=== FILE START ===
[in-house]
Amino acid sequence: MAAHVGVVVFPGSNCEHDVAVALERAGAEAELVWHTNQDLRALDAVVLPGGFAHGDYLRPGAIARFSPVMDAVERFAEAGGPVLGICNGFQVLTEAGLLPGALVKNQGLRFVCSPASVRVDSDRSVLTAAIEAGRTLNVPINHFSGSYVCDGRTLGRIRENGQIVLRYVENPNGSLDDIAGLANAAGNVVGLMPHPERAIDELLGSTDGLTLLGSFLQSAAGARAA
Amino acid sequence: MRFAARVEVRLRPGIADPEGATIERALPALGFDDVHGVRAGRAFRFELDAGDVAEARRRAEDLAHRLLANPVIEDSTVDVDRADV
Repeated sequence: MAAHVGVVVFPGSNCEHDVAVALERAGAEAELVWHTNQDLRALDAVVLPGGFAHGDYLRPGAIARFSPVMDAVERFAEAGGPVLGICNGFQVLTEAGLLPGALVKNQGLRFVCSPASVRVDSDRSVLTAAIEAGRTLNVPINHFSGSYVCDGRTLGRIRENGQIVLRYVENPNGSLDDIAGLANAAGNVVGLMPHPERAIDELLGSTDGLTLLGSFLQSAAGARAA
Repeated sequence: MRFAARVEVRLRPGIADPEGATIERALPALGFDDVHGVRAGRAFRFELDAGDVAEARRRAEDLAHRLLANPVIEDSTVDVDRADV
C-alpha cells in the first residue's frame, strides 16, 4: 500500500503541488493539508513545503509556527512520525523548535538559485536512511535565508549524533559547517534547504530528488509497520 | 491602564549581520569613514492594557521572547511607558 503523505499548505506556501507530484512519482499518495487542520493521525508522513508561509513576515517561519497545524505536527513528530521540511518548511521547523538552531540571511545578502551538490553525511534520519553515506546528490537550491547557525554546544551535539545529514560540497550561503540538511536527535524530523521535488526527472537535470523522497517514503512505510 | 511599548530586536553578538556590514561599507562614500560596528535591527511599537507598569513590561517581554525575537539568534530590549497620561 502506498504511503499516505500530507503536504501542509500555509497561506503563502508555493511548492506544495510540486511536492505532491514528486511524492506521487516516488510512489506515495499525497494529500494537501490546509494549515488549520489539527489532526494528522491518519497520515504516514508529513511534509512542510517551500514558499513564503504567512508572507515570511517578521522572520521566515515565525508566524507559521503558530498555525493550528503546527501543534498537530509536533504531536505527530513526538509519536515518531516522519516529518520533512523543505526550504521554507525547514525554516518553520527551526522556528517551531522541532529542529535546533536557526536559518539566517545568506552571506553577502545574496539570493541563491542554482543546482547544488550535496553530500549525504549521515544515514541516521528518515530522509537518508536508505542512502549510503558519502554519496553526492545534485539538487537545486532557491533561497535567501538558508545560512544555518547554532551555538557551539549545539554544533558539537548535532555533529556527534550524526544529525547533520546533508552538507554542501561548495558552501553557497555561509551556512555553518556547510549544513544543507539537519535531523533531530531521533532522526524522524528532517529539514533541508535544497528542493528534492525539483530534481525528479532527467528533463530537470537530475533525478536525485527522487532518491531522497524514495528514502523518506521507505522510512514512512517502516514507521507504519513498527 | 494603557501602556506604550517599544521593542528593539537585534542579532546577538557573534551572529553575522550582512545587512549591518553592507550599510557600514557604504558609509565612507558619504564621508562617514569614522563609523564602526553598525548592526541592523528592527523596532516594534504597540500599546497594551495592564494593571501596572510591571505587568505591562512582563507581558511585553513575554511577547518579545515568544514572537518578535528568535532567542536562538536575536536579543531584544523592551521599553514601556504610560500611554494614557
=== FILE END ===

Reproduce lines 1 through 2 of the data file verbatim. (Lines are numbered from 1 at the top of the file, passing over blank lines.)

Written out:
[in-house]
Amino acid sequence: MAAHVGVVVFPGSNCEHDVAVALERAGAEAELVWHTNQDLRALDAVVLPGGFAHGDYLRPGAIARFSPVMDAVERFAEAGGPVLGICNGFQVLTEAGLLPGALVKNQGLRFVCSPASVRVDSDRSVLTAAIEAGRTLNVPINHFSGSYVCDGRTLGRIRENGQIVLRYVENPNGSLDDIAGLANAAGNVVGLMPHPERAIDELLGSTDGLTLLGSFLQSAAGARAA